Key Term Definitions
Acoustic Clarity Technology:
This Polycom patented technology allows you to enjoy instantaneous natural conversation. When paired with a full duplex speakerphone, echo is eliminated and both callers are able to speak simultaneously without experiencing voice dropouts. The voice clarity on conference systems that feature this technology is incredibly crisp and clear.
Dynamic Noise Reduction:
One of Polycom's signature features, Dynamic Noise Reduction (DNR) eliminates the unwanted background noise that plagues more traditional conferencing methods. This technology was first introduced in the 1980's and targeted noise reduction in long distance communications. DNR can cut down clatter by as much as 10 decibels and can be paired with similar systems. The Polycom systems that carry this feature provide the user with optimum microphone sensitivity while removing dynamic noise. DNR can really make a difference when conferencing with client's long distance, the level of professionalism will be much appreciated.
All microphones have directional characteristics, which are determined by the way a microphone picks up sounds. Microphones can pick up signals from several directions or from one focused point. A cardioid microphone, the most popular of conferencing systems, picks up sound/signals primarily from the front of the microphone. When the pattern of cardioid sound pickup is graphed the shape resembles that of a heart, hence the name. These microphones focus on the sound in front of them and lessen ambient noise from the back or sides.
Automatic Gain Control:
This adaptive technology is a standard feature in most electronic devices. Automatic Gain Control (AGC) takes the average output signal level and adjusts the gain to the appropriate level for input signal levels. For example, when a signal is too strong the AGC reduces its volume and when the signal is too weak the AGC increases the volume. In telephones the AGC is most commonly used when a conversation is recorded. The AGC will take the large signal from the local user and the small signal from the long distance user and produce a recording that is well balanced.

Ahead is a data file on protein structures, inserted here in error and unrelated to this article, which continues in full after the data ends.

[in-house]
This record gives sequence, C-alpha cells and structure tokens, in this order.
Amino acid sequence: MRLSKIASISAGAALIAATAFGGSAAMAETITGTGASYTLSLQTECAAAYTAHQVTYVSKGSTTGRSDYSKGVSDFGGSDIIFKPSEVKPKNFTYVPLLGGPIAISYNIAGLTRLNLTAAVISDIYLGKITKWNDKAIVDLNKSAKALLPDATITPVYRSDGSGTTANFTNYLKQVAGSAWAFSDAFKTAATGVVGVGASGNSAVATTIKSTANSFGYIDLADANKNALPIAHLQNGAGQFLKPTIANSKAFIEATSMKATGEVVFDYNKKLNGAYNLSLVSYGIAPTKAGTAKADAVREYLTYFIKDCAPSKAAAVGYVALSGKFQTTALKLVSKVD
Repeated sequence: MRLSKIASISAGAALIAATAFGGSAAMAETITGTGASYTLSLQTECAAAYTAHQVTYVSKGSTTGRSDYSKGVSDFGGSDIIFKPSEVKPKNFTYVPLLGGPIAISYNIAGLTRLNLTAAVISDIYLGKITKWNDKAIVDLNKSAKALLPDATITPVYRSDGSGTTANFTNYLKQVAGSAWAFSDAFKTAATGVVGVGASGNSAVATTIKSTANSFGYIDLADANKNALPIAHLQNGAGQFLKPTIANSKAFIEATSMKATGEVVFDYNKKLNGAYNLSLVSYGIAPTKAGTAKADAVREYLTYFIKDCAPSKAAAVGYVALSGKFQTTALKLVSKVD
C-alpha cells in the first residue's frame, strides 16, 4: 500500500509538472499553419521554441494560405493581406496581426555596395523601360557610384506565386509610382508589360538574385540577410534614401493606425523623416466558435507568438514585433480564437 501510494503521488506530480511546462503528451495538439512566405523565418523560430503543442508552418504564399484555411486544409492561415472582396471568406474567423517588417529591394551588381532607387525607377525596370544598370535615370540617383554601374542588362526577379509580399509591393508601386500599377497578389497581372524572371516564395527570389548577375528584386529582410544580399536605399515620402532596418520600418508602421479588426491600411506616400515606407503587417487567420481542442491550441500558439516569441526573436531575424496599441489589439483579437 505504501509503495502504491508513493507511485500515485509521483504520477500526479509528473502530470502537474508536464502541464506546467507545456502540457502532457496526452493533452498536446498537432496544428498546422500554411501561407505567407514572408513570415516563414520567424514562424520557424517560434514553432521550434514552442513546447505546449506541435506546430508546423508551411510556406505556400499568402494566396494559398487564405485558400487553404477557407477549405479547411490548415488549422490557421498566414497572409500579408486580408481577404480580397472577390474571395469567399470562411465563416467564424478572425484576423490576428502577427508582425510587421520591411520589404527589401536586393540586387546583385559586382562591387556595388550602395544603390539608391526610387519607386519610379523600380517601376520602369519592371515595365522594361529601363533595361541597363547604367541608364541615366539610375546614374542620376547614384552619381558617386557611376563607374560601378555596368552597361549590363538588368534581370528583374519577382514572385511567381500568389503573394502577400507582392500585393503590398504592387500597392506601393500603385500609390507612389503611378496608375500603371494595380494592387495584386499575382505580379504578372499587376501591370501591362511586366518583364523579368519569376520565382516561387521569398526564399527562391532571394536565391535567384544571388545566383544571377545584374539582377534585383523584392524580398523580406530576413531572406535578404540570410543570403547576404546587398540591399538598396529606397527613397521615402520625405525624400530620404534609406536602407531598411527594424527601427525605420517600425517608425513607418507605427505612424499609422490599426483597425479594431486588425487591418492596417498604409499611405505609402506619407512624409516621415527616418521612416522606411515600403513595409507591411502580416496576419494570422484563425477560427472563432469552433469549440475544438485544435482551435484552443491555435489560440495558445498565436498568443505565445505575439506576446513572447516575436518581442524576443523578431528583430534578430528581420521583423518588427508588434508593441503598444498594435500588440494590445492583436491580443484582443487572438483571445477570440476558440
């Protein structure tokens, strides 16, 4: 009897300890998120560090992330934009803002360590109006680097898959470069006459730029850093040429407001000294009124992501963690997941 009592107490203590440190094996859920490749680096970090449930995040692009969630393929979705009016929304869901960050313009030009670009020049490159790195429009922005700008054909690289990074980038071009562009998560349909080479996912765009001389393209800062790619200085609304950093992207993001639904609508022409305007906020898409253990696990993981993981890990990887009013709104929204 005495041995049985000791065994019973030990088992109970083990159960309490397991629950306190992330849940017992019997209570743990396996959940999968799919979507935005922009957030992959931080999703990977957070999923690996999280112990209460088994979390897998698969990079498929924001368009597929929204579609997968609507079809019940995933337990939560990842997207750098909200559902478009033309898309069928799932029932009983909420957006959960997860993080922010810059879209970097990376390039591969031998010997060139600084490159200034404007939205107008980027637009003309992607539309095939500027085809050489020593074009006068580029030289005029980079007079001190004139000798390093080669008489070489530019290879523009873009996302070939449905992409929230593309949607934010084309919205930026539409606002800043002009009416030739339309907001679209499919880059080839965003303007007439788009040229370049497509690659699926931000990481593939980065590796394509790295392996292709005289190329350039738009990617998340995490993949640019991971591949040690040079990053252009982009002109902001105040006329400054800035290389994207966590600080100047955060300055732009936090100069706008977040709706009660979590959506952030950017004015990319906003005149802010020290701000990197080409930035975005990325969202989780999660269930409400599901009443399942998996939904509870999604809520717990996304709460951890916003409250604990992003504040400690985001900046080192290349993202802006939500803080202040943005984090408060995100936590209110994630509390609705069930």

Analog is the original telephone technology, a system that converts air vibrations (like those created by the human voice) into similar electrical frequencies. Analog lines can support phones, fax machines, and modems and are typically found in homes or small office settings. Analog systems measure data in one continuous variable while digital breaks down and manipulates the data. One of the advantages of analog systems is that they dot not require a filter for band-limiting. Several SoundStation models operate on an analog system with features that are specifically designed for day to day communication.